Online Travel Companies Will Appeal Multimillion Dollar Ruling Levied by Hawaii Tax Court

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Photo: Emily Metcalf

BY MALIA ZIMMERMAN – Travel Technology Association, a trade organization that represents the nation’s top online travel companies including Amadeus, Expedia,, Hotwire, Priceline, Orbitz Worldwide, Travelocity, Travelport and, will fight a court ruling that orders them to pay millions of dollars in back state taxes for $2.7 billion in Hawaii hotel room sales.

Tax Appeal Court Judge Gary W.B. Chang said Friday the companies owe $150 million in back General Excise Taxes (GET) for the years 2000 to 2011, and will likely be responsible for another $20 million in 2012. The online companies will be required to pay the GET on future sales of Hawaii hotel rooms.


Hawaii, which is among the overall highest taxed states in the nation, has no sales tax, and is the only state with a GET imposed at every level of transaction on goods and services, including medical services, food, prescription drugs – essentially almost all economic activity. The GET is 4.712 percent on Oahu and 4 percent in the state’s three other counties, including Maui, Hawaii Island and Kauai.

The Hawaii state attorney general argued the online travel companies “collected sufficient money to cover the GET and transient accommodation taxes from consumers purchasing Hawaii hotel rooms, but never filed any returns or paid any taxes to the State of Hawaii.”

Chang agreed with part of the argument, ruling the GET is a “privilege tax imposed on businesses for the privilege of doing business in the State of Hawaii.”

The judge disagreed that the online travel companies should be responsible for the state’s 9.7 percent Transient Accommodation Tax, charged on every hotel room.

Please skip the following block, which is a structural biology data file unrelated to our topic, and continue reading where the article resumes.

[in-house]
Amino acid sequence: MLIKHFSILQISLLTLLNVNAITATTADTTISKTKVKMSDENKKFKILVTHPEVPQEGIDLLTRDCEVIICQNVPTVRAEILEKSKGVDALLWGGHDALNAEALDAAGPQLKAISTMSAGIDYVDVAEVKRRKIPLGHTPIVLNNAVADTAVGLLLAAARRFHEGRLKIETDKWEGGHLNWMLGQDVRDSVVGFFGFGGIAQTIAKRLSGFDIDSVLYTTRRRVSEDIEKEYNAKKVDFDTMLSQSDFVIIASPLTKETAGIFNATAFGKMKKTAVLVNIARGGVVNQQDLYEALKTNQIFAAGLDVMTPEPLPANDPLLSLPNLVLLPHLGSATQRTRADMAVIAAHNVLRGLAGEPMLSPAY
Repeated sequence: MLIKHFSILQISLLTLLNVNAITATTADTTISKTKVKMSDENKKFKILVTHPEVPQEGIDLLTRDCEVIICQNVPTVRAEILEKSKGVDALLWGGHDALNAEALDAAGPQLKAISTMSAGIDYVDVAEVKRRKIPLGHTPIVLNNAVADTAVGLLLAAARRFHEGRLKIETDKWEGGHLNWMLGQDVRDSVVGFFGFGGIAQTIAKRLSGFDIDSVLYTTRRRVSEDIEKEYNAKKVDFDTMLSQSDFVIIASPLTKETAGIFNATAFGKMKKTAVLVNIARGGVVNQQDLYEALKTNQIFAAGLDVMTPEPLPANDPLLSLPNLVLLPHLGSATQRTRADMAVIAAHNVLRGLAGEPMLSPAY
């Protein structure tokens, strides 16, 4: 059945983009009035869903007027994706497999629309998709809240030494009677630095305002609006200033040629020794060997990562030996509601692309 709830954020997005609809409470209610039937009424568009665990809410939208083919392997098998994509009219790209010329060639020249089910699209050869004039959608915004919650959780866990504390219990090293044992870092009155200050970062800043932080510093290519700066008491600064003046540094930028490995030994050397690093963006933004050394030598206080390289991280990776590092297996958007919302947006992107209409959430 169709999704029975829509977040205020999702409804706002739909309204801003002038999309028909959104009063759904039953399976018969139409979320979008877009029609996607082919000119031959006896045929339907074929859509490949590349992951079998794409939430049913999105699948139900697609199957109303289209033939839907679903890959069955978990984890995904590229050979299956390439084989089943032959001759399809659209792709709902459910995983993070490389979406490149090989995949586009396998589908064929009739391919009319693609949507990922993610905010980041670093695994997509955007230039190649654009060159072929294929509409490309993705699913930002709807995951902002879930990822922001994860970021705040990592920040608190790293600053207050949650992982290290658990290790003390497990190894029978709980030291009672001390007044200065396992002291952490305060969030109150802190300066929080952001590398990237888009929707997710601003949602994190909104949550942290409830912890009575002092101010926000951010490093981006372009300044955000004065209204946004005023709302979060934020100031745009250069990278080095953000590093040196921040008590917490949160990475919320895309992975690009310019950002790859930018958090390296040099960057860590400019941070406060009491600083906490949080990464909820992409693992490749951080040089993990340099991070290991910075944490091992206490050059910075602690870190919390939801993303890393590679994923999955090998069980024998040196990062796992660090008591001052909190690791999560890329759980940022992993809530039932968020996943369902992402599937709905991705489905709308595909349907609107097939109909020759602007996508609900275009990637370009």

The companies’ trade organization – Travel Technology Association, or Travel Tech – argued the ruling will hurt businesses and consumers.

“This ruling will significantly increase costs for all tour operators, travel agents, Online Travel Companies, and other travel intermediaries that facilitate travel to Hawaii. Because demand for travel to Hawaii is acutely sensitive to price changes, this change in tax treatment will harm consumers and significantly reduce demand for Hawaii vacations,” Travel Tech said. “Travel Tech members intend to challenge this ruling as well as work cooperatively with tourism leaders and lawmakers to minimize the ruling’s damage to the Hawaii tourism economy.”

However, Gov. Neil Abercrombie, who asked his attorney general to pursue the case as one of his “top priorities”, said the ruling is “significant” for Hawaii.

“I asked the Attorney General and the Tax Director to aggressively and relentlessly go after these taxes that were due and owing. The court’s ruling shows that we were right to pursue this,” Abercrombie said.

Abercrombie, a Democrat, has been critical of his predecessor, Gov. Linda Lingle, a Republican, who opted not to pursue the case against the online companies.

Attorney General David Louie said the ruling is fair to the state as well as local hotel owners.

“Hawaii hotels are good corporate citizens, paying their fair share of taxes to support the state’s infrastructure, such as roads, schools, personnel and other costs, and the Online Travel Companies need to also play by the rules and pay their fair share. We look forward to reaching a final resolution and collecting these monies for the people of Hawaii,” Louie said.

Lowell Kalapa, president of the Tax Foundation of Hawaii, agrees with the court’s ruling on the GET.

“The court – Hawaii’s GET is not a retail sales tax, it is a privilege tax, for the privilege of doing business in Hawaii.”

Judge Chang, after a lot of thought and walking through the case, recognized what we have been saying all along (about the GET),” Kalapa said. “While these businesses are not located in the state, the product is consumed in the state.”

Kalapa said the ruling sets a precedent. “What Orbits and other online travel companies can get away with in other states, they cannot get away with it here.”

The attorney general said the state government may appeal the court’s adverse ruling on the transient accommodations tax.

The parties will meet in the Tax Appeal Court on March 8, 2013 to determine penalties. Any additional outstanding issues will be resolved in trial beginning on April 15, 2013.





  1. "The GET is 4.712 percent on Oahu and 4 percent in the state’s three other counties . . ." The round up allowed by the state for businesses to recoup the full tax on the 4% brings the rate up to 4.166%. Businesses actually pay either 4.5% or 4%.

  2. I just hope tourists aren't affected by this tax issue. If that happened, it would be a losing situation for everyone from the travel companies to the hotels and even the state itself.

  3. Ha! I'll bet the auditor that figured that out and fought it all the way through gets a free vacation in Duluth!

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